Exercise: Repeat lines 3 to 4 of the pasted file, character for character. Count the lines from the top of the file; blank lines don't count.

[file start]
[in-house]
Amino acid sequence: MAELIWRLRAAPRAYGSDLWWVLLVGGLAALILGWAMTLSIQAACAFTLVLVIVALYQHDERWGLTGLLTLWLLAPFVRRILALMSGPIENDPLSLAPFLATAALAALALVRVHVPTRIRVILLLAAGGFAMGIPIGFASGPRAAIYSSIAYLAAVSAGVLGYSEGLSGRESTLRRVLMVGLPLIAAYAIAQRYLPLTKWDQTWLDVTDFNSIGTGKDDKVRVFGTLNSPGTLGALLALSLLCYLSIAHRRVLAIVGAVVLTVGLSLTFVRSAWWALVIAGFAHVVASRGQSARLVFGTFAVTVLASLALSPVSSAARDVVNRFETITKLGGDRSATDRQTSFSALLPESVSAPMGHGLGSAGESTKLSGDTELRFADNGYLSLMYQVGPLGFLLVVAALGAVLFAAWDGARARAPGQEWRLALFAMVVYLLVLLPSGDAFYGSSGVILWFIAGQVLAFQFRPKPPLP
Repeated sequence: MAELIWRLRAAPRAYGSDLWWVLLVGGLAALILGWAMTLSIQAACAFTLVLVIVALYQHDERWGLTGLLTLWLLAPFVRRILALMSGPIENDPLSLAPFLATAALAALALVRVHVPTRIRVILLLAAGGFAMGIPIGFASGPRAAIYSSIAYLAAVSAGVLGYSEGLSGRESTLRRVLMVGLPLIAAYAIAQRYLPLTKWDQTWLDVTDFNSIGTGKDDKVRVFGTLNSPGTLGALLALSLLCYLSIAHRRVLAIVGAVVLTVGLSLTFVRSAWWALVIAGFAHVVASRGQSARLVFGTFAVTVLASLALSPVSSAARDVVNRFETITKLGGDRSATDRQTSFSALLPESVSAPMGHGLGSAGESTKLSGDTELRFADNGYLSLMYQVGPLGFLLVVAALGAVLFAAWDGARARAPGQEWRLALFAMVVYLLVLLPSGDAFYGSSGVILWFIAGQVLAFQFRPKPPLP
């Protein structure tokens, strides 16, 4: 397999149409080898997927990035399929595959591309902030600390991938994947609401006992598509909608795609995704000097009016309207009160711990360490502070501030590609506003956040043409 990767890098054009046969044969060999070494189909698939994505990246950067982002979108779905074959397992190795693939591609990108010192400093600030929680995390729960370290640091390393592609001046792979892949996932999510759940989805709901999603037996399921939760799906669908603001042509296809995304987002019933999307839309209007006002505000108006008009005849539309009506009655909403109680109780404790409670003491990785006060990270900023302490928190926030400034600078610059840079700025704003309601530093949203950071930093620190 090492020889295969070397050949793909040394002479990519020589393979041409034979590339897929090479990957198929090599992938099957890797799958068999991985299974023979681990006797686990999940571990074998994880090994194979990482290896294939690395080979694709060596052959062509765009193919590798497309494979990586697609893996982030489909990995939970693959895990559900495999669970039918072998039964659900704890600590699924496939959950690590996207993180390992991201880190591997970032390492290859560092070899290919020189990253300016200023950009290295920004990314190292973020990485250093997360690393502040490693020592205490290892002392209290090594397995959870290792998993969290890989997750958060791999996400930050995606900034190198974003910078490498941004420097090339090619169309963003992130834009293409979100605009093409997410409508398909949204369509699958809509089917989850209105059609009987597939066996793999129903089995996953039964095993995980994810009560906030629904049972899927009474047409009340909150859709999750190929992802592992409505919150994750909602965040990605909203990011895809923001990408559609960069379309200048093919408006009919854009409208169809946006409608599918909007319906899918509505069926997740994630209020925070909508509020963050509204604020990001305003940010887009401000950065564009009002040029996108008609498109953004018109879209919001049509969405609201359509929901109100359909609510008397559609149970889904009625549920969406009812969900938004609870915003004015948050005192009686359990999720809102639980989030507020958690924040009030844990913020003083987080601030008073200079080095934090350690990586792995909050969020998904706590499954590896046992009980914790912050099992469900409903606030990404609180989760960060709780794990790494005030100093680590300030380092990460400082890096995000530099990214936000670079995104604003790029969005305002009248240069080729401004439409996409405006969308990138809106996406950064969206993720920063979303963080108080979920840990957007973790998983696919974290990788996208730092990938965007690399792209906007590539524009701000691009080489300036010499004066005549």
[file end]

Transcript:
Repeated sequence: MAELIWRLRAAPRAYGSDLWWVLLVGGLAALILGWAMTLSIQAACAFTLVLVIVALYQHDERWGLTGLLTLWLLAPFVRRILALMSGPIENDPLSLAPFLATAALAALALVRVHVPTRIRVILLLAAGGFAMGIPIGFASGPRAAIYSSIAYLAAVSAGVLGYSEGLSGRESTLRRVLMVGLPLIAAYAIAQRYLPLTKWDQTWLDVTDFNSIGTGKDDKVRVFGTLNSPGTLGALLALSLLCYLSIAHRRVLAIVGAVVLTVGLSLTFVRSAWWALVIAGFAHVVASRGQSARLVFGTFAVTVLASLALSPVSSAARDVVNRFETITKLGGDRSATDRQTSFSALLPESVSAPMGHGLGSAGESTKLSGDTELRFADNGYLSLMYQVGPLGFLLVVAALGAVLFAAWDGARARAPGQEWRLALFAMVVYLLVLLPSGDAFYGSSGVILWFIAGQVLAFQFRPKPPLP
């Protein structure tokens, strides 16, 4: 397999149409080898997927990035399929595959591309902030600390991938994947609401006992598509909608795609995704000097009016309207009160711990360490502070501030590609506003956040043409 990767890098054009046969044969060999070494189909698939994505990246950067982002979108779905074959397992190795693939591609990108010192400093600030929680995390729960370290640091390393592609001046792979892949996932999510759940989805709901999603037996399921939760799906669908603001042509296809995304987002019933999307839309209007006002505000108006008009005849539309009506009655909403109680109780404790409670003491990785006060990270900023302490928190926030400034600078610059840079700025704003309601530093949203950071930093620190 090492020889295969070397050949793909040394002479990519020589393979041409034979590339897929090479990957198929090599992938099957890797799958068999991985299974023979681990006797686990999940571990074998994880090994194979990482290896294939690395080979694709060596052959062509765009193919590798497309494979990586697609893996982030489909990995939970693959895990559900495999669970039918072998039964659900704890600590699924496939959950690590996207993180390992991201880190591997970032390492290859560092070899290919020189990253300016200023950009290295920004990314190292973020990485250093997360690393502040490693020592205490290892002392209290090594397995959870290792998993969290890989997750958060791999996400930050995606900034190198974003910078490498941004420097090339090619169309963003992130834009293409979100605009093409997410409508398909949204369509699958809509089917989850209105059609009987597939066996793999129903089995996953039964095993995980994810009560906030629904049972899927009474047409009340909150859709999750190929992802592992409505919150994750909602965040990605909203990011895809923001990408559609960069379309200048093919408006009919854009409208169809946006409608599918909007319906899918509505069926997740994630209020925070909508509020963050509204604020990001305003940010887009401000950065564009009002040029996108008609498109953004018109879209919001049509969405609201359509929901109100359909609510008397559609149970889904009625549920969406009812969900938004609870915003004015948050005192009686359990999720809102639980989030507020958690924040009030844990913020003083987080601030008073200079080095934090350690990586792995909050969020998904706590499954590896046992009980914790912050099992469900409903606030990404609180989760960060709780794990790494005030100093680590300030380092990460400082890096995000530099990214936000670079995104604003790029969005305002009248240069080729401004439409996409405006969308990138809106996406950064969206993720920063979303963080108080979920840990957007973790998983696919974290990788996208730092990938965007690399792209906007590539524009701000691009080489300036010499004066005549």